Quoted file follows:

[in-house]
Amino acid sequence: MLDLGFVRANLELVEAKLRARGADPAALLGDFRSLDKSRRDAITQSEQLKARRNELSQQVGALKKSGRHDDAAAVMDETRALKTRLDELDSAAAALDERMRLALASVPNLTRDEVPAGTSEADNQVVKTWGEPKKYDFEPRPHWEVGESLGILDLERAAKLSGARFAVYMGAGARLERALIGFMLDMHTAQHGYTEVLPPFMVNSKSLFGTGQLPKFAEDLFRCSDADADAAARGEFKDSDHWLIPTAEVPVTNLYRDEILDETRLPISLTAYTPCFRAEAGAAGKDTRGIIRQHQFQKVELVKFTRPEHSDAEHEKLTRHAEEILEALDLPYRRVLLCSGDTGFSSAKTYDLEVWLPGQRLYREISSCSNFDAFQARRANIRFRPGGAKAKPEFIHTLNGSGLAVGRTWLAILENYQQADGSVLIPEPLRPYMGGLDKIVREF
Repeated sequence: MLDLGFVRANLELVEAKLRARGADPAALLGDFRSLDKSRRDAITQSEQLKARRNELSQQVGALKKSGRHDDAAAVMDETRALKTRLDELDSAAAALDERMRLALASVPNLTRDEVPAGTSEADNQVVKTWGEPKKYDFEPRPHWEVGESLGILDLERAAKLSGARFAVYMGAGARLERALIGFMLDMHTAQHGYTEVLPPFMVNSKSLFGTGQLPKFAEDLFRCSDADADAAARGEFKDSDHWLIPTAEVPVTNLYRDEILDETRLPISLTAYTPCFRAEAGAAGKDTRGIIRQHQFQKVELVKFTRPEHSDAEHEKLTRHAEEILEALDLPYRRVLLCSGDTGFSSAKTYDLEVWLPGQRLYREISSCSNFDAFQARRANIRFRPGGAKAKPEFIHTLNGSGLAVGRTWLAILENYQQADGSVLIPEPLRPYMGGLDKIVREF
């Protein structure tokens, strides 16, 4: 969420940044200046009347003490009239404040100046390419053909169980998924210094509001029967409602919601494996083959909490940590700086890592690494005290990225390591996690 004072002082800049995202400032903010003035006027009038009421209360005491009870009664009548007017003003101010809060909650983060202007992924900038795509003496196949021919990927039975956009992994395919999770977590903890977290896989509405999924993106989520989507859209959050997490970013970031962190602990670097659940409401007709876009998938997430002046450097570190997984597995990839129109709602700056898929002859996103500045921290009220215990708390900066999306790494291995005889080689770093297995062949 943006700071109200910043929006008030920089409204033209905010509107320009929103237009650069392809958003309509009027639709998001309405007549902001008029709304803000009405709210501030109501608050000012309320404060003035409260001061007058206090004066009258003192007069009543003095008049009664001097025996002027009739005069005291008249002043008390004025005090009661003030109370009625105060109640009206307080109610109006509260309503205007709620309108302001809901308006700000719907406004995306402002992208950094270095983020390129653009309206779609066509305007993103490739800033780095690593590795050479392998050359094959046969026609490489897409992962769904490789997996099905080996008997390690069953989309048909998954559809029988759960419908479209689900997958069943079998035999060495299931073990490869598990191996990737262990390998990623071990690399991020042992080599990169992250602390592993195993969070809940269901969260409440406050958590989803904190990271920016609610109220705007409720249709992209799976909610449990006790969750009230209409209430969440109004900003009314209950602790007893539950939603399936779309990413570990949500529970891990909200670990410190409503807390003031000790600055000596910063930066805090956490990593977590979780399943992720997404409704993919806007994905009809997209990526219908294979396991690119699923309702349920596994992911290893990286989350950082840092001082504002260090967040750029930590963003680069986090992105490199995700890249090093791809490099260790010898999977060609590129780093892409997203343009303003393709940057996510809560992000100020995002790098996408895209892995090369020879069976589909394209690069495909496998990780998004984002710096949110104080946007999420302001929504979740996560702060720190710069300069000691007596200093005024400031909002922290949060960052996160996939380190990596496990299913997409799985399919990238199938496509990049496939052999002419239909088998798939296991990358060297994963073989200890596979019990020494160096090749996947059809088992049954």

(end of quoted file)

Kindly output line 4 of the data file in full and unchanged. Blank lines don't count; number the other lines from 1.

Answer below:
């Protein structure tokens, strides 16, 4: 969420940044200046009347003490009239404040100046390419053909169980998924210094509001029967409602919601494996083959909490940590700086890592690494005290990225390591996690 004072002082800049995202400032903010003035006027009038009421209360005491009870009664009548007017003003101010809060909650983060202007992924900038795509003496196949021919990927039975956009992994395919999770977590903890977290896989509405999924993106989520989507859209959050997490970013970031962190602990670097659940409401007709876009998938997430002046450097570190997984597995990839129109709602700056898929002859996103500045921290009220215990708390900066999306790494291995005889080689770093297995062949 943006700071109200910043929006008030920089409204033209905010509107320009929103237009650069392809958003309509009027639709998001309405007549902001008029709304803000009405709210501030109501608050000012309320404060003035409260001061007058206090004066009258003192007069009543003095008049009664001097025996002027009739005069005291008249002043008390004025005090009661003030109370009625105060109640009206307080109610109006509260309503205007709620309108302001809901308006700000719907406004995306402002992208950094270095983020390129653009309206779609066509305007993103490739800033780095690593590795050479392998050359094959046969026609490489897409992962769904490789997996099905080996008997390690069953989309048909998954559809029988759960419908479209689900997958069943079998035999060495299931073990490869598990191996990737262990390998990623071990690399991020042992080599990169992250602390592993195993969070809940269901969260409440406050958590989803904190990271920016609610109220705007409720249709992209799976909610449990006790969750009230209409209430969440109004900003009314209950602790007893539950939603399936779309990413570990949500529970891990909200670990410190409503807390003031000790600055000596910063930066805090956490990593977590979780399943992720997404409704993919806007994905009809997209990526219908294979396991690119699923309702349920596994992911290893990286989350950082840092001082504002260090967040750029930590963003680069986090992105490199995700890249090093791809490099260790010898999977060609590129780093892409997203343009303003393709940057996510809560992000100020995002790098996408895209892995090369020879069976589909394209690069495909496998990780998004984002710096949110104080946007999420302001929504979740996560702060720190710069300069000691007596200093005024400031909002922290949060960052996160996939380190990596496990299913997409799985399919990238199938496509990049496939052999002419239909088998798939296991990358060297994963073989200890596979019990020494160096090749996947059809088992049954």